Uncanny similarity of unique inserts in the 2019-nCoV spike protein to HIV-1 gp120 and Gag
Prashant Pradhan , Ashutosh Kumar Pandey , Akhilesh Mishra , Parul Gupta , Praveen
1111 Kumar Tripathi , Manoj Balakrishnan Menon , James Gomes , Perumal Vivekanandan* and
1Kusuma School of biological sciences, Indian institute of technology, New Delhi-110016, India. 2Acharya Narendra Dev College, University of Delhi, New Delhi-110019, India
We are currently witnessing a major epidemic caused by the 2019 novel coronavirus (2019- nCoV). The evolution of 2019-nCoV remains elusive. We found 4 insertions in the spike glycoprotein (S) which are unique to the 2019-nCoV and are not present in other coronaviruses. Importantly, amino acid residues in all the 4 inserts have identity or similarity to those in the HIV- 1 gp120 or HIV-1 Gag. Interestingly, despite the inserts being discontinuous on the primary amino acid sequence, 3D-modelling of the 2019-nCoV suggests that they converge to constitute the receptor binding site. The finding of 4 unique inserts in the 2019-nCoV, all of which have identity /similarity to amino acid residues in key structural proteins of HIV-1 is unlikely to be fortuitous in nature. This work provides yet unknown insights on 2019-nCoV and sheds light on the evolution and pathogenicity of this virus with important implications for diagnosis of this virus.
Coronaviruses (CoV) are single-stranded positive-sense RNA viruses that infect animals and humans. These are classified into 4 genera based on their host specificity: Alphacoronavirus, Betacoronavirus, Deltacoronavirus and Gammacoronavirus (Snijder et al., 2006). There are seven known types of CoVs that includes 229E and NL63 (Genus Alphacoronavirus), OC43, HKU1, MERS and SARS (Genus Betacoronavirus). While 229E, NL63, OC43, and HKU1 commonly infect humans, the SARS and MERS outbreak in 2002 and 2012 respectively occurred when the virus crossed-over from animals to humans causing significant mortality (J. Chan et al., n.d.; J. F. W. Chan et al., 2015). In December 2019, another outbreak of coronavirus was reported from Wuhan, China that also transmitted from animals to humans. This new virus has been temporarily termed as 2019-novel Coronavirus (2019-nCoV) by the World Health Organization (WHO) (J. F.- W. Chan et al., 2020; Zhu et al., 2020). While there are several hypotheses about the origin of 2019-nCoV, the source of this ongoing outbreak remains elusive.
The transmission patterns of 2019-nCoV is similar to patterns of transmission documented in the previous outbreaks including by bodily or aerosol contact with persons infected with the virus.
bioRxiv preprint first posted online Jan. 31, 2020; doi: http://dx.doi.org/10.1101/2020.01.30.927871. The copyright holder for this preprint (which was not peer-reviewed) is the author/funder, who has granted bioRxiv a license to display the preprint in perpetuity. It is made available under a CC-BY-NC-ND 4.0 International license.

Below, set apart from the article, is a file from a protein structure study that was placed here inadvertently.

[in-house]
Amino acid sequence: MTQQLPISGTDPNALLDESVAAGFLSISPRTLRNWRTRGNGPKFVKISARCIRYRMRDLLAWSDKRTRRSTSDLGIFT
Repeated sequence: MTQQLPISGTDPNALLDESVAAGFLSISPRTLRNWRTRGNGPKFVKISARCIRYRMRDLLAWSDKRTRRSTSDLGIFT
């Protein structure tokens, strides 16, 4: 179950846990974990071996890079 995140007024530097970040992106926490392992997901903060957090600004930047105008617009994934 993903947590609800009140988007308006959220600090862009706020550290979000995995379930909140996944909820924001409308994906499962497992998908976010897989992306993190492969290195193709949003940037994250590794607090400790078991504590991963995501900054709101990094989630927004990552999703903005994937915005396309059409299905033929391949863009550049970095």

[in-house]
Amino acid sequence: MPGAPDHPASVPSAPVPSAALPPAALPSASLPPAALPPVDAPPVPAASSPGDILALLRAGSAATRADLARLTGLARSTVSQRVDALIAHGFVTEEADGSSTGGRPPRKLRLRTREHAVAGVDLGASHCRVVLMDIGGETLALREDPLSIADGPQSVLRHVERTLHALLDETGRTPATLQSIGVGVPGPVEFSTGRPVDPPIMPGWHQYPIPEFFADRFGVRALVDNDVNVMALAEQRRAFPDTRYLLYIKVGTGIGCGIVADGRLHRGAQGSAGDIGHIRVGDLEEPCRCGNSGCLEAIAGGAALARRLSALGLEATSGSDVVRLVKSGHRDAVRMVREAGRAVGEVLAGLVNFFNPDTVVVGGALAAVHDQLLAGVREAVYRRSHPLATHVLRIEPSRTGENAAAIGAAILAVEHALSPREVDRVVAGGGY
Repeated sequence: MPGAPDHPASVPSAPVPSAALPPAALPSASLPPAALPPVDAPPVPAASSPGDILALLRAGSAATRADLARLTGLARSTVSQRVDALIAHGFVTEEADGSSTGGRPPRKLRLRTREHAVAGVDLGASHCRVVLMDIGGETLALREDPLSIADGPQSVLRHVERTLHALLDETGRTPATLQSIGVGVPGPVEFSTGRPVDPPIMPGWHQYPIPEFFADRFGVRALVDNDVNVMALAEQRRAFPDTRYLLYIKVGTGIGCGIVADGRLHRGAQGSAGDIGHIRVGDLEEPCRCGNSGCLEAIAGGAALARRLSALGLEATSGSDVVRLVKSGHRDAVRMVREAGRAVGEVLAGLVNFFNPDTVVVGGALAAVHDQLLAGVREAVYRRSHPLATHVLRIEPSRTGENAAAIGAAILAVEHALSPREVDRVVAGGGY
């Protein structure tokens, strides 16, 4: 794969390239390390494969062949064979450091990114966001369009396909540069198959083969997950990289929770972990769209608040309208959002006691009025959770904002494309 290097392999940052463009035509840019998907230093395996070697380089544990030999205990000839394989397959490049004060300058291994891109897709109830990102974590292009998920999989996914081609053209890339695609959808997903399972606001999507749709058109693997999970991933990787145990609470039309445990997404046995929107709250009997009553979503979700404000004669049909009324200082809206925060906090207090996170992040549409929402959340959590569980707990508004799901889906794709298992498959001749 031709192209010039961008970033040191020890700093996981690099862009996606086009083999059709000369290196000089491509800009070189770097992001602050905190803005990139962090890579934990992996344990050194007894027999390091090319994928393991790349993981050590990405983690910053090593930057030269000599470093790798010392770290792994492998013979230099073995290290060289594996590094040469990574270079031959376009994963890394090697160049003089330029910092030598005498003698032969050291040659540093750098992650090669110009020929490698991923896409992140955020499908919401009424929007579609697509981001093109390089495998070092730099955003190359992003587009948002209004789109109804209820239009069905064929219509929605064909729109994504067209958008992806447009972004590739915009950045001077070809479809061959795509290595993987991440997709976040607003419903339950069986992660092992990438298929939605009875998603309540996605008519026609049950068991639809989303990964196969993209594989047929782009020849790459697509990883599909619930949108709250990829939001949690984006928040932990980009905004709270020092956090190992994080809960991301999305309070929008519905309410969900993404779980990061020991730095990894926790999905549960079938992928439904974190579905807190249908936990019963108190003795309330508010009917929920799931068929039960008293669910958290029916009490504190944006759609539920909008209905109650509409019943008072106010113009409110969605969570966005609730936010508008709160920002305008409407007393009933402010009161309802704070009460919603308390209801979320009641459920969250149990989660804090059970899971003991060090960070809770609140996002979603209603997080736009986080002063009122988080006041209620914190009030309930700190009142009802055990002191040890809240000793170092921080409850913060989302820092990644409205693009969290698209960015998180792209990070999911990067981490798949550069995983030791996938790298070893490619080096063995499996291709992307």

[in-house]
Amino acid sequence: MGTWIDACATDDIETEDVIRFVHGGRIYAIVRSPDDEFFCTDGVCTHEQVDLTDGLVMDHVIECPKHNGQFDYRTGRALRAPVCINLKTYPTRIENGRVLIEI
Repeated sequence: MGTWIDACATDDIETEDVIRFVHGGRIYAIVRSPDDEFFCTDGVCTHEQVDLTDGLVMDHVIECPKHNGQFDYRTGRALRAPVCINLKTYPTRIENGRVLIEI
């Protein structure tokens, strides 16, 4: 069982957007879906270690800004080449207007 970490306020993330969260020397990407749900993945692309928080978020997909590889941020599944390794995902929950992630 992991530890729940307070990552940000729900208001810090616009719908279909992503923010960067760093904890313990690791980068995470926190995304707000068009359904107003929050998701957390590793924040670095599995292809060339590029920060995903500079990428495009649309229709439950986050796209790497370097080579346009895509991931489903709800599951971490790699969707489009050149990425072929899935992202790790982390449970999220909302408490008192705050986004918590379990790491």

Casesofmildtosevereillness,anddeathfromtheinfectionhavebeenreportedfromWuhan. This outbreak has spread rapidly distant nations including France, Australia and USA among others. The number of cases within and outside China are increasing steeply. Our current understanding is limited to the virus genome sequences and modest epidemiological and clinical data. Comprehensive analysis of the available 2019- nCoV sequences may provide important clues that may help advance our current understanding to manage the ongoing outbreak.
The spike glycoprotein (S) of cornonavirus is cleaved into two subunits (S1 and S2). The S1 subunit helps in receptor binding and the S2 subunit facilitates membrane fusion (Bosch et al., 2003; Li, 2016). The spike glycoproteins of coronoviruses are important determinants of tissue tropism and host range. In addition the spike glycoproteins are critical targets for vaccine development (Du et al., 2013). For this reason, the spike proteins represent the most extensively studied among coronaviruses. We therefore sought to investigate the spike glycoprotein of the 2019-nCoV to understand its evolution, novel features sequence and structural features using computational tools.
Retrieval and alignment of nucleic acid and protein sequences
We retrieved all the available coronavirus sequences (n=55) from NCBI viral genome database (https://www.ncbi.nlm.nih.gov/) and we used the GISAID (Elbe & Buckland-Merrett, 2017)[https://www.gisaid.org/] to retrieve all available full-length sequences (n=28) of 2019- nCoV as on 27 Jan 2020. Multiple sequence alignment of all coronavirus genomes was performed by using MUSCLE software (Edgar, 2004) based on neighbour joining method. Out of 55 coronavirus genome 32 representative genomes of all category were used for phylogenetic tree development using MEGAX software (Kumar et al., 2018). The closest relative was found to be SARS CoV. The glycoprotein region of SARS CoV and 2019-nCoV were aligned and visualized using Multalin software (Corpet, 1988). The identified amino acid and nucleotide sequence were aligned with whole viral genome database using BLASTp and BLASTn. The conservation of the nucleotide and amino acid motifs in 28 clinical variants of 2019-nCoV genome were presented by performing multiple sequence alignment using MEGAX software. The three dimensional structure of 2019-nCoV glycoprotein was generated by using SWISS-MODEL online server (Biasini et al., 2014) and the structure was marked and visualized by using PyMol (DeLano, 2002).
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